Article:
A Post On, Egads, Effort

images-5Regular readers of this space will know I am not a fan of the cult of efficiency that enraptures most businesses today. In my project management classes I stress that duration is the more important metric both the the professional and the customer.

That said, I would like to update the idea of comparative advantage as originally put forward by economist David Ricardo, but updated for the knowledge worker, especially the small firm. This idea seems to be about efficiency, but if one looks deeper, one will see that it is truly about effectiveness.

Adam Able is the owner/operator of a small IT consulting firm. Adam has been working in his industry for over 20 years and has a wealth of knowledge and domain expertise with the products with which he works. Because of this Adam, can slam out a new customized report in an average of two hours. He can also do an average migration of data in one hour.

Igor Egit is relatively new his profession; he has been at it a little over a year. Igor is not the brightest bulb in the drawer. On average it takes him three hours to deliver a new custom report, 50 percent more than Adam. While Igor does not suck at reports, he is a migration moron and it takes him four hours to develop a workable data migration, 400 percent longer than Adam.

This table shows the comparison.

  Igor Adam
Report 3 2
Migration 4 1
Total 7 3

 

If each does one report and one migration the total is 10 hours and the yield is two reports and two migrations.

Comparative advantage says that while Adam is better at both, and could theoretically do it himself in six hours, he is better off specializing in migrations and allowing Igor to do the reports, even though this runs counter to the idea of efficiency.

This table demonstrates the results of specialization.

Igor Adam
3 1
3 1
6 2

 

Notice again, that the yield is still two reports and two migrations, however, each received an hour of additional discretionary time. In addition, the total effort decreased to eight hours.

Now, some may argue that from an efficiency standpoint, it would be better to have Adam do both, since the total would be six hours not eight. What would that do to Adam’s leisure time? It would reduce it by four hours.

Looked at in this light, we can see that the question is: does it make sense for Adam to trade four hours of discretionary time in exchange for two reports from Igor. This is a value tradeoff that only Adam (and in a sense Igor) can make.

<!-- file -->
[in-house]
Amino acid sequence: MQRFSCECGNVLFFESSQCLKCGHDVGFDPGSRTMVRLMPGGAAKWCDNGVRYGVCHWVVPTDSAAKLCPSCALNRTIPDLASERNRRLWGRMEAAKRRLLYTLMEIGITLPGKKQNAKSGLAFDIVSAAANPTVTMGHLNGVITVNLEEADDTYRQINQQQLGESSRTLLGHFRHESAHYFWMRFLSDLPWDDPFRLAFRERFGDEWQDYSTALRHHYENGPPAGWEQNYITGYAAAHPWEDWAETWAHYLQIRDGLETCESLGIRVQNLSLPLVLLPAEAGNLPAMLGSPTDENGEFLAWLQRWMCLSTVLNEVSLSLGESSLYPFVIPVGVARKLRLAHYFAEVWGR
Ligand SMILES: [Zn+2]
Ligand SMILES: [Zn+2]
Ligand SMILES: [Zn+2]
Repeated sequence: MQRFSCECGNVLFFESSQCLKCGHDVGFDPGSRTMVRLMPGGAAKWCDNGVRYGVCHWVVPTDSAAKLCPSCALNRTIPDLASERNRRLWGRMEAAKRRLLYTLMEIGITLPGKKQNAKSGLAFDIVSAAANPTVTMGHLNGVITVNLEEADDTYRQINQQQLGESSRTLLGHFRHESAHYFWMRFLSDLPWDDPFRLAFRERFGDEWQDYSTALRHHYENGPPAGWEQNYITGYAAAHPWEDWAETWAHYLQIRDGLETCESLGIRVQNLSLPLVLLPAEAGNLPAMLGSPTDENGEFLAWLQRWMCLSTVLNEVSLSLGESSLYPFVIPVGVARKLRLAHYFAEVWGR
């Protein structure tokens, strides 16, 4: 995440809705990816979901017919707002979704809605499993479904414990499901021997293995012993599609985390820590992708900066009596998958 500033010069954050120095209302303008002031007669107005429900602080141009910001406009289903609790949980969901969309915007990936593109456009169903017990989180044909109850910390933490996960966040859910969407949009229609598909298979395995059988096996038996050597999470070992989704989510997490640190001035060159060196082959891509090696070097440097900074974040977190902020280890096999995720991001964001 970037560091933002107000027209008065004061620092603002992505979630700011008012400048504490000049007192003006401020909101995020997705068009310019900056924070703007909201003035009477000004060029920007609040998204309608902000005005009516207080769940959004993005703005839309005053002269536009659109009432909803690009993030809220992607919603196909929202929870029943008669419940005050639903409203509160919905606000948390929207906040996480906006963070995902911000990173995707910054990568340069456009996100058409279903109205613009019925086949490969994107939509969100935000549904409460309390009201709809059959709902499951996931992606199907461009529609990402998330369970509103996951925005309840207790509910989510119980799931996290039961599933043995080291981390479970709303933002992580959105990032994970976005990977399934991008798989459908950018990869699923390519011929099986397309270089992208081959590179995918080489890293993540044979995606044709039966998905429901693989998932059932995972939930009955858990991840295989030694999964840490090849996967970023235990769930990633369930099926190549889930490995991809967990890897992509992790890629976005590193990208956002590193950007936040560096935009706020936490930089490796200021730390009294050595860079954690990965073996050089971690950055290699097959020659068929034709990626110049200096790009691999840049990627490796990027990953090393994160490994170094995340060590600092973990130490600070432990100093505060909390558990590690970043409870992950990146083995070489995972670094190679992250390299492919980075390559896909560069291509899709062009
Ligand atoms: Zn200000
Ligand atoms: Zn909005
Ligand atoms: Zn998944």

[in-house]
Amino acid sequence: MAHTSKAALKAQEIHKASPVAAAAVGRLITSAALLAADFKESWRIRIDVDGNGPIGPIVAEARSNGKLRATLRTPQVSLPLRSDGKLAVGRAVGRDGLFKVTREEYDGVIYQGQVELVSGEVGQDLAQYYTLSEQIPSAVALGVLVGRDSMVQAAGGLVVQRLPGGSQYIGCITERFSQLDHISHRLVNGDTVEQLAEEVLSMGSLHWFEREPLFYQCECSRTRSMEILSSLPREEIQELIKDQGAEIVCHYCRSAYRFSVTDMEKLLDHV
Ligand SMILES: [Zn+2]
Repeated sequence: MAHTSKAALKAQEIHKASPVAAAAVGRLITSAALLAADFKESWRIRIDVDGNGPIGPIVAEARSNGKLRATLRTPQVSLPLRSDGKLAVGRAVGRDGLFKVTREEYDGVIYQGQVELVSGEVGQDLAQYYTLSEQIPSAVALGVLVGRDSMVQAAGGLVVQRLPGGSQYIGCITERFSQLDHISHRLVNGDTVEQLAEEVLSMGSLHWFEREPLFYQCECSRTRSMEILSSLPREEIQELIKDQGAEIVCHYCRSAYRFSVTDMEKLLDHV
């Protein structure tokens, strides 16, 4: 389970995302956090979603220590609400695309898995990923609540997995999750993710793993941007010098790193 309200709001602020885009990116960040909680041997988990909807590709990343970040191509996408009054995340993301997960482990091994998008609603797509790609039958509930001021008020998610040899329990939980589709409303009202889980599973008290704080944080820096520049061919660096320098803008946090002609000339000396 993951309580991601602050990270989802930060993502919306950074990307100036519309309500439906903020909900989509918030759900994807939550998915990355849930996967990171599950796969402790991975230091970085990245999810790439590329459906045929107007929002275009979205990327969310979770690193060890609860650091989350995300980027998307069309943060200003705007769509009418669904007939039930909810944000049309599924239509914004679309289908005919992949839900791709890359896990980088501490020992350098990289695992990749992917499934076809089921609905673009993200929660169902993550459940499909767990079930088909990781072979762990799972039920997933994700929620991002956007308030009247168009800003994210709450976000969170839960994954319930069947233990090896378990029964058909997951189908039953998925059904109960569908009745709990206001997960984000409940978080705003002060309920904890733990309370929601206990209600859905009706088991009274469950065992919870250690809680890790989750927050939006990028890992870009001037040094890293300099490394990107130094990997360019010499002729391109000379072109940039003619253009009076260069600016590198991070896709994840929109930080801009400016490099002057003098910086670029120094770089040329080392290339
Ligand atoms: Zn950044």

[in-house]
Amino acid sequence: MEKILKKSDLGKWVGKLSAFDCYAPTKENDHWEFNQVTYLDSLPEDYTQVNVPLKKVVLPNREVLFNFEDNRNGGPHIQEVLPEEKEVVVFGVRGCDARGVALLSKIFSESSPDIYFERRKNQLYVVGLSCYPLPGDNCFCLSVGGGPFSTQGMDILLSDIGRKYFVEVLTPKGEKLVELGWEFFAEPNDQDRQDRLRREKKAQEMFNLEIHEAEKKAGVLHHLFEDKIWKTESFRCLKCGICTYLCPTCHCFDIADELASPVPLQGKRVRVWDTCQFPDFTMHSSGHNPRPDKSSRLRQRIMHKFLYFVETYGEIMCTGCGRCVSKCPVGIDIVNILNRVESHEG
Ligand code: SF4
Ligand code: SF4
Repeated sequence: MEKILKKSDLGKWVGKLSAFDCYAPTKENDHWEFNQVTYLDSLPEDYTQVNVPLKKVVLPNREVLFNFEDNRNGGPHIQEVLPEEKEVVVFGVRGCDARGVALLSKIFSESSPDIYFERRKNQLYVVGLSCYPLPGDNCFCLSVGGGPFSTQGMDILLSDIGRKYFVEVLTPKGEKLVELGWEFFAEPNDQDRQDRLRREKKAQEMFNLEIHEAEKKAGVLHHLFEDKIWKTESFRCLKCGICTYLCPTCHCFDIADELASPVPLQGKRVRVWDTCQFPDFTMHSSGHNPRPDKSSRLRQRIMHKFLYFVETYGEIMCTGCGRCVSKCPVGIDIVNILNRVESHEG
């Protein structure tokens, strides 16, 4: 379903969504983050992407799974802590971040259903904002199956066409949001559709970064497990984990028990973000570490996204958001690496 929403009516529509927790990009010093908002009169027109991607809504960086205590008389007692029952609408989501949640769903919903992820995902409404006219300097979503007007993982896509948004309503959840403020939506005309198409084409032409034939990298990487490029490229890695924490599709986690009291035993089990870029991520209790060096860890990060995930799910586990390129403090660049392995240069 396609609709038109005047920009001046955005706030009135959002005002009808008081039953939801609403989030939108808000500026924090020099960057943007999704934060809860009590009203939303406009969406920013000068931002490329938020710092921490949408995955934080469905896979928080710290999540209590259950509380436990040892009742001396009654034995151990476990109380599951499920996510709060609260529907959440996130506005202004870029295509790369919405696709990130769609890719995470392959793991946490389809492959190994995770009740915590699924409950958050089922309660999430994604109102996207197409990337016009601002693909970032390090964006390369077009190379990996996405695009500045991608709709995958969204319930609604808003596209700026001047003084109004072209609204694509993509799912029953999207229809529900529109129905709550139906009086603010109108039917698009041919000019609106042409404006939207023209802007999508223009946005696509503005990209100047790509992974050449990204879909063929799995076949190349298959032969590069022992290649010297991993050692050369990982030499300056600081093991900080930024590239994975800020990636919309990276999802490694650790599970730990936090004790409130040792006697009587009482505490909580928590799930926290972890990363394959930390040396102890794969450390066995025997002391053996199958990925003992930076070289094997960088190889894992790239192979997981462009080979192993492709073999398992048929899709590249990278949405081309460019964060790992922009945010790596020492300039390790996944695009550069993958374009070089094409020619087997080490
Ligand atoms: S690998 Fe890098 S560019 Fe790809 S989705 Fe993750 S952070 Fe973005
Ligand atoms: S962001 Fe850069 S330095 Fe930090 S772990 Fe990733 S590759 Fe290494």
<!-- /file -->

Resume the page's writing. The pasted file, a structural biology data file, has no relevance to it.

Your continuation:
The trap is set, however, if we introduce the idea of a billable time rate to this example. Since it is unlikely that Adam’s rate would be three times that of Igor’s. Adam’s customers will either a) insist that they pay a reduced rate for Igor, or worse, b) insist that Adam himself do the work.

The traps is sprung! Adam, in the name of good service, will acquiesce to the customer. Likely, Igor will be out of a job; and Adam will miss more Little League games.

On Agile Project Management

Over the past few years, I have been hearing more and more about Agile development project management. For the most part the conversations have not been very positive.

This is not because I think there is something inherently wrong with Agile, but because those that espouse it have always tried to convince me of two things:

  1. Agile Development requires little to no planning
  2. There is no way to do agile development in a fixed price environment

You can imagine that I begin to shake violently at either of those ideas.

In the past month I have had two conversations that have corrected some of these misgivings. Mostly because I have come to the conclusion (confirmed by my conversations) that the folks with which I have had these previous conversations about Agile were full of shit.

Stephen Smith                 05e65fd

The two conversations – one with Stephen Smith, Chief Architect at Sage, the second with Rick Cobb, senior ERP consultant at Blytheco – have enlightened my thinking when it comes to Agile.

Rick had just taken a class and was kind enough to take me through the materials. I found that in many ways I am in alignment with many of the principles of Agile. For example, I really like the idea behind this: